Simple, Powerful, and Smart: Using LAMP for Low Cost Screening of Multiple Waterborne Pathogens
Grégoire Seyrig, Farhan Ahmad, Robert D. Stedtfeld, Dieter M. Tourlousse and Syed A. Hashsham
from: Environmental Microbiology: Current Technology and Water Applications (Edited by: Keya Sen and Nicholas J. Ashbolt). Caister Academic Press, U.K. (2011)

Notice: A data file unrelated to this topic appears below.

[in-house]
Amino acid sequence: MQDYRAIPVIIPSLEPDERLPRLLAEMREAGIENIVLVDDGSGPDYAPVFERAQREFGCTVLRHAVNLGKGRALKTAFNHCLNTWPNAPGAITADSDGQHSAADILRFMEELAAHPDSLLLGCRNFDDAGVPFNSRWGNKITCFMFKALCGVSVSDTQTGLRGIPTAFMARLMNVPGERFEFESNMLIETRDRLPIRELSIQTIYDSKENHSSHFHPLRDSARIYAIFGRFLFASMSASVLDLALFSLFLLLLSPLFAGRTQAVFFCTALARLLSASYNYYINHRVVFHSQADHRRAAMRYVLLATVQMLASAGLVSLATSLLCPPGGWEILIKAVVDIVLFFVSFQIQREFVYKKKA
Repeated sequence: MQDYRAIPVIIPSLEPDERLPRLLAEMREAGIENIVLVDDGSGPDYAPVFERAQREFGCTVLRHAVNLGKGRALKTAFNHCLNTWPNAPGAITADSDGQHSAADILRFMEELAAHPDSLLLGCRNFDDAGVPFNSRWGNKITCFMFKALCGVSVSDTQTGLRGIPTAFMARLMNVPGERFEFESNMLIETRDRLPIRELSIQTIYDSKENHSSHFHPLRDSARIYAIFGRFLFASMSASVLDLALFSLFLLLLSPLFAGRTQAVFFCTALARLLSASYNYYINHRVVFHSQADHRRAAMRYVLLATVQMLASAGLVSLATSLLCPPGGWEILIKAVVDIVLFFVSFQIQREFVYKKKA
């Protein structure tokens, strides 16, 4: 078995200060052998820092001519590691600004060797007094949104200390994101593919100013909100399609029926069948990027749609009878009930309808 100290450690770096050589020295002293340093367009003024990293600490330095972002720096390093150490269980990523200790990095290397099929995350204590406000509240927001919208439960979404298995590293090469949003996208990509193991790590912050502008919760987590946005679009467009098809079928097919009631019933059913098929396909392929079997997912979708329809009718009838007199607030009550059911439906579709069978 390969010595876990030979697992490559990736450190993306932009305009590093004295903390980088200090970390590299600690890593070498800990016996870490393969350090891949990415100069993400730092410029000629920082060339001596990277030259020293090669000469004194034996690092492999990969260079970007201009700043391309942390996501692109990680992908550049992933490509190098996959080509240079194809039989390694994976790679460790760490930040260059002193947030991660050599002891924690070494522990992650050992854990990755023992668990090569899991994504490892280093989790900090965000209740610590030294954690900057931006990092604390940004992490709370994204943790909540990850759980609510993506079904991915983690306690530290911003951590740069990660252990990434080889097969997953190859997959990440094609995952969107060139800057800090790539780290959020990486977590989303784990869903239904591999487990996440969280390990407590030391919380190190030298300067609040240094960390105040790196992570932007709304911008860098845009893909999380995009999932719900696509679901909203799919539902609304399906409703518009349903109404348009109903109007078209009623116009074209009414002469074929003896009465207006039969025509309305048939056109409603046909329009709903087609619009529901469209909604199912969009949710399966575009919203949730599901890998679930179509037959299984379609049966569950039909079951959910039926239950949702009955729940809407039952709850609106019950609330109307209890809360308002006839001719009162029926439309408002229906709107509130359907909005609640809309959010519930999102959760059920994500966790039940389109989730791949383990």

A vast array of low cost, simple, rugged, and rapid molecular approaches are emerging for the detection of indicators and pathogens, along with the collection of relevant genotypic information. This chapter focuses on loop-mediated isothermal amplification (LAMP), a relatively new DNA amplification technique, which due to its simplicity, ruggedness, and low cost could provide major advantages to the water industry. In LAMP, the target sequence is amplified at a constant temperature using either two or three sets of primers and a polymerase with high strand displacement activity. Due to the specific nature of the action of these primers, the amount of DNA produced in LAMP is considerably higher than PCR based amplification. The corresponding release of pyrophosphate results in visible turbidity due to precipitation, which allows easy visualization by the naked eye, especially for larger reaction volumes or via simple detection approaches for smaller volumes. The reaction can be followed in real-time either by measuring the turbidity or the signals from DNA produced via fluorescent dyes that intercalate or directly label the DNA, and in turn can be correlated to the number of copies initially present. Hence, LAMP can also be quantitative. While LAMP is already the method of choice in organizations engaged in combating infectious diseases such as tuberculosis, malaria, and sleeping sickness in developing regions, it has yet to be extensively validated for commonly known waterborne pathogens read more ...